RAID is an acronym for Redundant Array of Independent (or Inexpensive) Disks. It is a method of storing information on multiple hard disks for greater protection and/or performance. There are several different storage methods, named levels, numbered from 0 to 9.
Some levels can be combined to produce a two-digit RAID level. RAID 10, then, is a combination of levels 1 (mirroring) and 0 (striping), which is why it is also sometimes identified as RAID 1 + 0. Mirroring is writing data to two or more hard drive disks (HDDs) at the same time – if one disk fails, the mirror image preserves the data from the failed disk. Striping breaks data into “chunks” that are written in succession to different disks. This improves performance because your computer can access data from more than one disk simultaneously. Striping does not, however, provide redundancy to protect information, which is why it is designated 0.
The Advantages Of RAID 10
Combining these two storage levels makes RAID 10 fast and resilient at the same time. If you need hardware-level protection for your data and faster storage performance, RAID 10 is a simple, relatively inexpensive fix. RAID 10 is secure because mirroring duplicates all your data. It's fast because the data is striped across multiple disks; chunks of data can be read and written to different disks simultaneously.
To implement RAID 10, you need at least four physical hard drives. You also need a disk controller that supports RAID.
RAID Is Not Backup
Here's one important caveat about RAID and backup. Although RAID writes data to two disks simultaneously, it is not a backup. If your operating system or software, rather than the hard disk, corrupts your data, this corrupted data is sent to both disks and simultaneously corrupts both drives. However, a backup is a copy of data, which is stored somewhere else and is detached from the original data both in space and time. Backup data is not corrupted unless you specifically back up corrupted data. In short, even if you use RAID, you still must use an effective backup software.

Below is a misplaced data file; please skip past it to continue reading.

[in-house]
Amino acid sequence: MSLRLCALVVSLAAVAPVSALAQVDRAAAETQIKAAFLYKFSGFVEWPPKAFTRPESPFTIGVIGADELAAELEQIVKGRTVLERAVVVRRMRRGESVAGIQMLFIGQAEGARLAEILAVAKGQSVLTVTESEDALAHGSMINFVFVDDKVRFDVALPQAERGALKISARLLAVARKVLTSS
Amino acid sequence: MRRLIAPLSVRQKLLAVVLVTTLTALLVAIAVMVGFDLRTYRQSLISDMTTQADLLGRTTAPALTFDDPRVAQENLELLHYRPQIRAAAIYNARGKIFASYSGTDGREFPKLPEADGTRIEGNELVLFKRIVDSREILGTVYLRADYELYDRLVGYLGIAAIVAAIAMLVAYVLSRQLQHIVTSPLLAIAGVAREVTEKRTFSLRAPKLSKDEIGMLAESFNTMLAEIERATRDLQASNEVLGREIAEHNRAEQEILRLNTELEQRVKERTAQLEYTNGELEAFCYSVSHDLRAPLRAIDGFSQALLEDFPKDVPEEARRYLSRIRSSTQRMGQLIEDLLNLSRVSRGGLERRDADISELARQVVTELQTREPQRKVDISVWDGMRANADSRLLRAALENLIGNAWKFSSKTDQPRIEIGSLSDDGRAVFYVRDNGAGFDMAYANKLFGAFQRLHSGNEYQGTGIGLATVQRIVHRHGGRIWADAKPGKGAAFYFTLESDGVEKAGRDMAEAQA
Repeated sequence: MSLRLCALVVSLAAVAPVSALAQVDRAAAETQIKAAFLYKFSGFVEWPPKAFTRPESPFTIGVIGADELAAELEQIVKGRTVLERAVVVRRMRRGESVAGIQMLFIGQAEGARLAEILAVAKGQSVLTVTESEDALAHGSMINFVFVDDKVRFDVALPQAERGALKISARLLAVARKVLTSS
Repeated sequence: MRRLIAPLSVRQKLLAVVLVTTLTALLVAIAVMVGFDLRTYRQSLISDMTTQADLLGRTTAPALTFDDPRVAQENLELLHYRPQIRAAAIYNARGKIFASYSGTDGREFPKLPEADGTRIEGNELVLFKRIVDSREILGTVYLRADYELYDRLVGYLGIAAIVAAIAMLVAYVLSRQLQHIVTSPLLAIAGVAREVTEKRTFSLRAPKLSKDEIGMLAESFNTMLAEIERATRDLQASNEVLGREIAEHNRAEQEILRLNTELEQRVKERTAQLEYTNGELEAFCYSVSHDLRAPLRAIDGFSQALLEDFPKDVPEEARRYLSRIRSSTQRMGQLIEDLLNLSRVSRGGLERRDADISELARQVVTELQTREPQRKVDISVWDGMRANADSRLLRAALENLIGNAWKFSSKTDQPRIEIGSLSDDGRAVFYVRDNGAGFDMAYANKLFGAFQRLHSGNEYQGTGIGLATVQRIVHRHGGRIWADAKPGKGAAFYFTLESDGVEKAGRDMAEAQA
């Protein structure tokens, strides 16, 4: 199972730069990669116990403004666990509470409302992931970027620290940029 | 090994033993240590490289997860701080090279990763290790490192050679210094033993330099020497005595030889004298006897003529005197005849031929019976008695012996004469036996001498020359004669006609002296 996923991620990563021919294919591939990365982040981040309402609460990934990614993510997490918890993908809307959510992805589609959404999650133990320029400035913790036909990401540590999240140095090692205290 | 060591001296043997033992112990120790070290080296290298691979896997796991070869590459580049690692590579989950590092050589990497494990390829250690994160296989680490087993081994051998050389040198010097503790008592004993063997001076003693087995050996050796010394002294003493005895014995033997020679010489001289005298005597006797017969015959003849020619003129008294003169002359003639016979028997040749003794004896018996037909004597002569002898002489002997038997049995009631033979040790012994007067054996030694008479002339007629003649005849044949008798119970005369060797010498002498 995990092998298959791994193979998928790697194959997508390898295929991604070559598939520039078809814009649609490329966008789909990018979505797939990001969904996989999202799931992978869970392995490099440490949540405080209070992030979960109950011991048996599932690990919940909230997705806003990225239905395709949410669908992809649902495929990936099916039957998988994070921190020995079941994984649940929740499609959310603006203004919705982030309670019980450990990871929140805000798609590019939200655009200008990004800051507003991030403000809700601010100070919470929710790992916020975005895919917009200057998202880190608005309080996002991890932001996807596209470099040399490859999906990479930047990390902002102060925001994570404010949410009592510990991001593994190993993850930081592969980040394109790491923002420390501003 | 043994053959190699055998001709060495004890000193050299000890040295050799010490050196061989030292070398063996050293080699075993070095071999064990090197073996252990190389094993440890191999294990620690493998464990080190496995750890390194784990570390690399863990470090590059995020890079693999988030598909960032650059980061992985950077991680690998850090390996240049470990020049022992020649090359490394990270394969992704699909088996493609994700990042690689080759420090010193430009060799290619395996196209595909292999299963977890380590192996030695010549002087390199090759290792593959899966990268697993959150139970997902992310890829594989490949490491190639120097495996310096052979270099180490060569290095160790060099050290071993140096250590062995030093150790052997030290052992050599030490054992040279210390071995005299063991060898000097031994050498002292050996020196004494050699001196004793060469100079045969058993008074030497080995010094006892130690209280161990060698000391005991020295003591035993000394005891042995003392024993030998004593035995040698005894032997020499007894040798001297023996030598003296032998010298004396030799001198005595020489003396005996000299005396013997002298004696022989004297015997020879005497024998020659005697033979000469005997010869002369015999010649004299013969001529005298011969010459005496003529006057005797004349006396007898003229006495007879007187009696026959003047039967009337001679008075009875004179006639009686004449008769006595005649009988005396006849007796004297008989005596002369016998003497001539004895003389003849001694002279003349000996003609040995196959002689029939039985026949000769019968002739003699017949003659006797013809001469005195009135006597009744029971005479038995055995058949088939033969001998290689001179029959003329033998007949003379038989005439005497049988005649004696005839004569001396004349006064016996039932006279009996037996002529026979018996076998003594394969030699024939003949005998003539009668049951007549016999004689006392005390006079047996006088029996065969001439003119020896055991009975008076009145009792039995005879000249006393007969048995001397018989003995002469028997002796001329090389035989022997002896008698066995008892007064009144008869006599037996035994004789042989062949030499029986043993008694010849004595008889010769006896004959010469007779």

RAID 10 protects you from a single drive failure — the mirror takes over for a time while you replace the failed disk and rebuild the copy.
However, keep in mind that RAID 10 redundancy cuts your usable disk space in half. Since everything is mirrored (duplicated), four 2TB disks in RAID 10 give you a total capacity of 4TB of usable space.
RAID 5 Vs. RAID 10: What’s The Difference?
So, you may ask: why wouldn’t I use RAID 5 instead? It gives me 6TB of total capacity, a performance advantage, and redundancy that protects me from a single drive failure.
The biggest difference between RAID 5 and RAID 10 is how it rebuilds the disks. RAID 10 only reads the surviving mirror and stores the copy to the new drive you replaced. Your usual read and write operations are virtually unchanged from normal operations.
However, if a drive fails with RAID 5, it needs to read everything on all the remaining drives to rebuild the new, replaced disk. Compared to RAID 10 operations, which reads only the surviving mirror, this extreme load means you have a much higher chance of a second disk failure and data loss.
Remember to always use identical disks when creating a RAID 10 array. The disk geometry (number of heads, cylinders, etc.) is critical and it is strongly recommended NOT to use dissimilar disks.
Protecting Your Data Is Easier Than Ever
Since the costs of disks are decreasing, adding incremental storage space is now less expensive than ever before, whether you are adding additional disks to support your RAID 10 array or replacing the disk controller on your motherboard if it doesn't support RAID 10.
You need to configure RAID 10, but it isn't difficult and only takes a few minutes. The system or disk controller software includes install routines that walk you through the process.